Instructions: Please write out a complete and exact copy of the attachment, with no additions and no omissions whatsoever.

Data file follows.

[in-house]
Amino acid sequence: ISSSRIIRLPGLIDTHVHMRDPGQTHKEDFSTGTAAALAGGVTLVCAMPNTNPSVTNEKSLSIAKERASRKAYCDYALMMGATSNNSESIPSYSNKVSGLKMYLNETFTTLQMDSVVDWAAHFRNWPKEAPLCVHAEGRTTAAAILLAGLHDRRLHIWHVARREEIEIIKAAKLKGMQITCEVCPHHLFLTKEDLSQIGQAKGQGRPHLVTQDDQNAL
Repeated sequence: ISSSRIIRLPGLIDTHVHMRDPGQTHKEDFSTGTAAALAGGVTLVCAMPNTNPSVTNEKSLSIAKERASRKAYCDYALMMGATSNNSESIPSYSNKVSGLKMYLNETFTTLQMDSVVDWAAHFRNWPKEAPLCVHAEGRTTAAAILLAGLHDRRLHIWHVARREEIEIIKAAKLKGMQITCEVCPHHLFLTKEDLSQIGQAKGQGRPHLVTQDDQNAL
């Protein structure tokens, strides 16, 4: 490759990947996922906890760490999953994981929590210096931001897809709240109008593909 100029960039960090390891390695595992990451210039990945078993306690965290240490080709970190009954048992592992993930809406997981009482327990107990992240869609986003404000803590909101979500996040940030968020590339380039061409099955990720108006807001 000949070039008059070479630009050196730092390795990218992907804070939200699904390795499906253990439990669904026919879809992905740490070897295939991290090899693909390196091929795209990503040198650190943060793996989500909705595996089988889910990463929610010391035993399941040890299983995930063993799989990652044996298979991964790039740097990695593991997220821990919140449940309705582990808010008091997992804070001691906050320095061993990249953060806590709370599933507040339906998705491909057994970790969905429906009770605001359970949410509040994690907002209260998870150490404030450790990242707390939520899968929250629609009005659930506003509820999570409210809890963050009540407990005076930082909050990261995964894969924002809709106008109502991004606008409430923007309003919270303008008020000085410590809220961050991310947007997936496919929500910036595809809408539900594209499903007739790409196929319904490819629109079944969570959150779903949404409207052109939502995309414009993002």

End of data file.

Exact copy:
[in-house]
Amino acid sequence: ISSSRIIRLPGLIDTHVHMRDPGQTHKEDFSTGTAAALAGGVTLVCAMPNTNPSVTNEKSLSIAKERASRKAYCDYALMMGATSNNSESIPSYSNKVSGLKMYLNETFTTLQMDSVVDWAAHFRNWPKEAPLCVHAEGRTTAAAILLAGLHDRRLHIWHVARREEIEIIKAAKLKGMQITCEVCPHHLFLTKEDLSQIGQAKGQGRPHLVTQDDQNAL
Repeated sequence: ISSSRIIRLPGLIDTHVHMRDPGQTHKEDFSTGTAAALAGGVTLVCAMPNTNPSVTNEKSLSIAKERASRKAYCDYALMMGATSNNSESIPSYSNKVSGLKMYLNETFTTLQMDSVVDWAAHFRNWPKEAPLCVHAEGRTTAAAILLAGLHDRRLHIWHVARREEIEIIKAAKLKGMQITCEVCPHHLFLTKEDLSQIGQAKGQGRPHLVTQDDQNAL
């Protein structure tokens, strides 16, 4: 490759990947996922906890760490999953994981929590210096931001897809709240109008593909 100029960039960090390891390695595992990451210039990945078993306690965290240490080709970190009954048992592992993930809406997981009482327990107990992240869609986003404000803590909101979500996040940030968020590339380039061409099955990720108006807001 000949070039008059070479630009050196730092390795990218992907804070939200699904390795499906253990439990669904026919879809992905740490070897295939991290090899693909390196091929795209990503040198650190943060793996989500909705595996089988889910990463929610010391035993399941040890299983995930063993799989990652044996298979991964790039740097990695593991997220821990919140449940309705582990808010008091997992804070001691906050320095061993990249953060806590709370599933507040339906998705491909057994970790969905429906009770605001359970949410509040994690907002209260998870150490404030450790990242707390939520899968929250629609009005659930506003509820999570409210809890963050009540407990005076930082909050990261995964894969924002809709106008109502991004606008409430923007309003919270303008008020000085410590809220961050991310947007997936496919929500910036595809809408539900594209499903007739790409196929319904490819629109079944969570959150779903949404409207052109939502995309414009993002």